Comparative Study
Journal Article
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Asthma medication use in pregnancy and fetal growth.

BACKGROUND: Given the high prevalence of asthma in pregnancy, it is important to understand the relationship between asthma medications and fetal growth in the context of appropriate treatment.

OBJECTIVE: This study examines the effect of inhaled corticosteroids, systemic corticosteroids, and beta(2)-agonists on fetal growth in 654 infants born to women with asthma compared with 303 infants born to controls without asthma.

METHODS: Subjects for this prospective study were enrolled throughout North America between 1998 and 2003 and followed up by the Organization of Teratology Information Services. Incidence of small for gestational age (SGA) infants and mean birth size measures were compared among groups.

RESULTS: Mean birth weight of full-term infants born to mothers who used systemic corticosteroids (3373 g) was lower than in the beta(2)-agonist group (3552 g) and controls without asthma (3540 g; P < .05) after adjustment for other risk factors. However, no differences in the incidence of SGA for weight were observed among groups. Adjusted mean birth length was slightly shorter in the systemic steroid group compared with controls (P=.02). Incidence of SGA for length and head circumference and mean head circumference did not vary among groups (P>.05).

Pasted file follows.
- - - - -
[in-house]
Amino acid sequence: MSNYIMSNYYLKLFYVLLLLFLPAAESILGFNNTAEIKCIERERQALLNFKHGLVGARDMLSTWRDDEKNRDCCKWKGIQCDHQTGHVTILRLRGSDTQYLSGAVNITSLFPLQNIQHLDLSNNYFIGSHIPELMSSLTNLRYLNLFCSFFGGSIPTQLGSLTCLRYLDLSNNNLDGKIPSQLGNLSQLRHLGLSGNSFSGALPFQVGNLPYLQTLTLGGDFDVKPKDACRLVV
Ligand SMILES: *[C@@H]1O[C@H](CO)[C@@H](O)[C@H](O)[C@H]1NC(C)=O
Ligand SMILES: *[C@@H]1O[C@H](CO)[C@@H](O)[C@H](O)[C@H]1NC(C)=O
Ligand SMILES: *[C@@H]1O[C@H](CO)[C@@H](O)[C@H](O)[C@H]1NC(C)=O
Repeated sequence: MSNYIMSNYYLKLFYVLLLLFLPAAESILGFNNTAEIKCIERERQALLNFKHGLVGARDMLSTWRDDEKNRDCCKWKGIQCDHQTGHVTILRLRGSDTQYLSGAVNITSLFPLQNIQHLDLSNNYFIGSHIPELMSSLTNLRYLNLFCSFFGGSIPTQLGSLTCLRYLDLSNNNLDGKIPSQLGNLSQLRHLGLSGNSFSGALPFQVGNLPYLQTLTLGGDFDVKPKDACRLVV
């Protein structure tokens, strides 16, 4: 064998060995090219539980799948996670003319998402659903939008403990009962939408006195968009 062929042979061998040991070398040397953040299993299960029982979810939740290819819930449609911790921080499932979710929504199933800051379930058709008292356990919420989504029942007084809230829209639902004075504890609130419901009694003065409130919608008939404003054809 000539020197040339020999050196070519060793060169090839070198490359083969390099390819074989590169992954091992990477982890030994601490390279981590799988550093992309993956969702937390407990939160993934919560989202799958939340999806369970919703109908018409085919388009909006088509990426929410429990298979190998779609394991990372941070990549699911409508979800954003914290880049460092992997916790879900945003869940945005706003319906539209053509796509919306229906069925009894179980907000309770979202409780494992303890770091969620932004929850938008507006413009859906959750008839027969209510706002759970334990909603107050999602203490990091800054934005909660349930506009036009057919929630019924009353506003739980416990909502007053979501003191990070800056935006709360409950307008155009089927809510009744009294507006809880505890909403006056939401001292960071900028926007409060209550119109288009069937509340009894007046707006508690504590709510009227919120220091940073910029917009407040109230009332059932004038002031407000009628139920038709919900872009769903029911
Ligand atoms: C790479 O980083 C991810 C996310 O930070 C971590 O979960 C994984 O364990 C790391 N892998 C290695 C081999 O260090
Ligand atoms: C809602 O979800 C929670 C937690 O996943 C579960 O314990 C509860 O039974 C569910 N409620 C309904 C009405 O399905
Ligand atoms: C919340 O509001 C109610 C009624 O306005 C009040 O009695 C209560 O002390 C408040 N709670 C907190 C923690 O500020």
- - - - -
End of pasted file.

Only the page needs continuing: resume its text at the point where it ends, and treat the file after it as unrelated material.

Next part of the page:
CONCLUSION: The treatment of asthma with systemic corticosteroids resulted in a deficit of about 200 g in birth weight compared with controls and exclusive beta(2)-agonist users and no increased incidence of SGA. These results suggest that asthma management with beta(2)-agonists and/or inhaled corticosteroids during pregnancy does not impair fetal growth, whereas systemic corticosteroids have a minimal effect which should be weighed against the necessity to control severe asthma.

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